Parker v. Twentieth Century-Fox Film Corp.

Supreme Court of California, 1970.

3 Cal.3d 176, 89 Cal.Rptr. 737, 474 P.2d 689.

Dawson, p. 47-53


Facts: Shirley MacLaine had a contract with 20th Century Fox to do a musical for $750,000.  Fox breached the contract and offered instead to give the plaintiff the lead in a western for the same amount of money.  The plaintiff sued for the $750,000, and the trial court granted her summary judgment.


Issue: Can a defendant’s offer of alternate employment mitigate the damages from the breach of the original employment contract?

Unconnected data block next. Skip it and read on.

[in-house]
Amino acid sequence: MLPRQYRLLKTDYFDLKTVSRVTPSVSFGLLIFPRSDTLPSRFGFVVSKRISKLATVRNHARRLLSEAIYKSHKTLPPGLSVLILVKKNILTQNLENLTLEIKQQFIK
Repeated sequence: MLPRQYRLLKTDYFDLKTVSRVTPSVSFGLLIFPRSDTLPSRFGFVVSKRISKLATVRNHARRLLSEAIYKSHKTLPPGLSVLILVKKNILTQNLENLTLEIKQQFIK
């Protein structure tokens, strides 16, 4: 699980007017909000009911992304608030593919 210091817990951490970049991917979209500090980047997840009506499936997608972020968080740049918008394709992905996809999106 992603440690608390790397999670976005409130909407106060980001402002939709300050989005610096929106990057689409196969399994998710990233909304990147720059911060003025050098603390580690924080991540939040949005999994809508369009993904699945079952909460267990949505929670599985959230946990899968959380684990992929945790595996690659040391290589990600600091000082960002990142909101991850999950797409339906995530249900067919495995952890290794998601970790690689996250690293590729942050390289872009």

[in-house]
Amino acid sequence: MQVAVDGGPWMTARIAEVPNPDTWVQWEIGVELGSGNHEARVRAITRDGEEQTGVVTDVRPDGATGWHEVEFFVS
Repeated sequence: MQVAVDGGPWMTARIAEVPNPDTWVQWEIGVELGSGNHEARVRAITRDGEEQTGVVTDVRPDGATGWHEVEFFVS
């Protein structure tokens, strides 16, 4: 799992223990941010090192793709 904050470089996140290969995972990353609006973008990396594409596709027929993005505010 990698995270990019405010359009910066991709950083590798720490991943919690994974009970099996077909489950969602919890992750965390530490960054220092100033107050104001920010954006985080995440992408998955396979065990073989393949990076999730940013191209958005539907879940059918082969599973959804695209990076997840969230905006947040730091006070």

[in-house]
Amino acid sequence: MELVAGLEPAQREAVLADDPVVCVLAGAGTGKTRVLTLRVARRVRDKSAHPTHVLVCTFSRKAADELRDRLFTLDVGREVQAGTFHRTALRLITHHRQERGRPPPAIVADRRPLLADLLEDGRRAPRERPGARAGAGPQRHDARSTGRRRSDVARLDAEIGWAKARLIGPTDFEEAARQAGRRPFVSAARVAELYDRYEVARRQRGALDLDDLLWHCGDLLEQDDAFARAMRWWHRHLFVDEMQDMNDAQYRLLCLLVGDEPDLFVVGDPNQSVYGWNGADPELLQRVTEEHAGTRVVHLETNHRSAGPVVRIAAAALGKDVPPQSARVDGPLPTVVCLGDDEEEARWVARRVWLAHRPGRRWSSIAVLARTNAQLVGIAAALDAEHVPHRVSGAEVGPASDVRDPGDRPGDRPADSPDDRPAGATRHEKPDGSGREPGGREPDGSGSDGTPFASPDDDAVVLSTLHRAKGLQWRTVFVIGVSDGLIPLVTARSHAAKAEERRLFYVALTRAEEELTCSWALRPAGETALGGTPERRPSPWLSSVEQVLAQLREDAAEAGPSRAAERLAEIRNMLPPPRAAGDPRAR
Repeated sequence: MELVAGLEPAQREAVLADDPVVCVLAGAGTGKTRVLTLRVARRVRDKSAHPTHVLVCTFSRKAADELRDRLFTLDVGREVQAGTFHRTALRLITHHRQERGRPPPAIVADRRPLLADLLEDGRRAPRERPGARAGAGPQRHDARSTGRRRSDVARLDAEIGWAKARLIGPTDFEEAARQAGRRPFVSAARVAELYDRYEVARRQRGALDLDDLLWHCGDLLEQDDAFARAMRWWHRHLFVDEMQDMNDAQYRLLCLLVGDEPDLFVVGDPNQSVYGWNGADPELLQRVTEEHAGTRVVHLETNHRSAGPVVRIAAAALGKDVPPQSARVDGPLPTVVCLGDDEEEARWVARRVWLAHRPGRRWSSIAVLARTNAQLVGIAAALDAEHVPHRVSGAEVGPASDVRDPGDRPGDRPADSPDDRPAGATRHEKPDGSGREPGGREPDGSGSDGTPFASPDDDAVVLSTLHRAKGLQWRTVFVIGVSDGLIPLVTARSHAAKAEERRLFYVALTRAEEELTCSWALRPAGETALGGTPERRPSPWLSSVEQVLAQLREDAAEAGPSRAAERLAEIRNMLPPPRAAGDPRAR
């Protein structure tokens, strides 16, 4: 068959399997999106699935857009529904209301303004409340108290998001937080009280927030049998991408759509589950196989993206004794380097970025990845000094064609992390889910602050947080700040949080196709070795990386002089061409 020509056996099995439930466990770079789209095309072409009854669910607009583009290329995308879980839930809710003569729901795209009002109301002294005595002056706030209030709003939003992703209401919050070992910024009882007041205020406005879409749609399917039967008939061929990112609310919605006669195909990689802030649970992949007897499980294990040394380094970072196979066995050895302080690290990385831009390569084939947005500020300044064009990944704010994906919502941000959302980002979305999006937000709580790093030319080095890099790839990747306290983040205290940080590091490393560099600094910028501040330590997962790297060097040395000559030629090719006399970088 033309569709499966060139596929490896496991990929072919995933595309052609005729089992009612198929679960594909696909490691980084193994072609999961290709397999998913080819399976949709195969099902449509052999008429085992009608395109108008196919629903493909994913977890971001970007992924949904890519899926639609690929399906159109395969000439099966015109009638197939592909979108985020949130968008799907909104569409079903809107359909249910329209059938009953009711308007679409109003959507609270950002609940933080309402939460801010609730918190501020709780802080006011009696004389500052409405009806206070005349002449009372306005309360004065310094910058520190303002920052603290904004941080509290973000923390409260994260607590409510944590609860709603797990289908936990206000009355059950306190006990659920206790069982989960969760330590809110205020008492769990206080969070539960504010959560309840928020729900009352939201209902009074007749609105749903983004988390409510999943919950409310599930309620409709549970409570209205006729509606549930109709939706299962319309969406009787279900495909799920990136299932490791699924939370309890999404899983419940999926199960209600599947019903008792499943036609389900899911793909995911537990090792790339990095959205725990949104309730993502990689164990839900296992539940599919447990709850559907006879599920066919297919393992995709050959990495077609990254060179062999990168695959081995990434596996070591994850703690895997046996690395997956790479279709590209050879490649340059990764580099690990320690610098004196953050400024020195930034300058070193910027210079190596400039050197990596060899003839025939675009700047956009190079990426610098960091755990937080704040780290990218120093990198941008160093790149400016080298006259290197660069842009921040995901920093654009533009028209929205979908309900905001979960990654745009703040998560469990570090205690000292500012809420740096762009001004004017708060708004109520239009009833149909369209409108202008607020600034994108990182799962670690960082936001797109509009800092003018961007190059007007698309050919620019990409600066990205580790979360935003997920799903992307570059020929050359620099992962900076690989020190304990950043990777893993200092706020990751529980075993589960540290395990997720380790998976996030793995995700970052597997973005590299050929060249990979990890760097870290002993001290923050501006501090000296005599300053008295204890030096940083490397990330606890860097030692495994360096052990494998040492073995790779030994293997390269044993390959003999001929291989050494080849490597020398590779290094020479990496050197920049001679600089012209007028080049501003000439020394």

Rule: The damages to a wrongfully dismissed employee should be the salary for the period of the contract minus the amount the employer affirmatively proves the employee did earn or could have earned from another similar job.


Analysis: The main reason the court upholds the summary judgment is that the defendant failed to produce evidence supporting its defense, thus no factual issue was raised.  The only defense is that the substitute offer of employment is “substantially similar” to the originally offered employment.


In dissent, Chief Justice Sullivan argues that the quality of the alternative employment proposed and its similarity to the work offered in the contract is a question of fact that ought to have been determined in a trial.


Conclusion: The court affirmed the trial court’s summary judgment.  Chief Justice Sullivan dissented.


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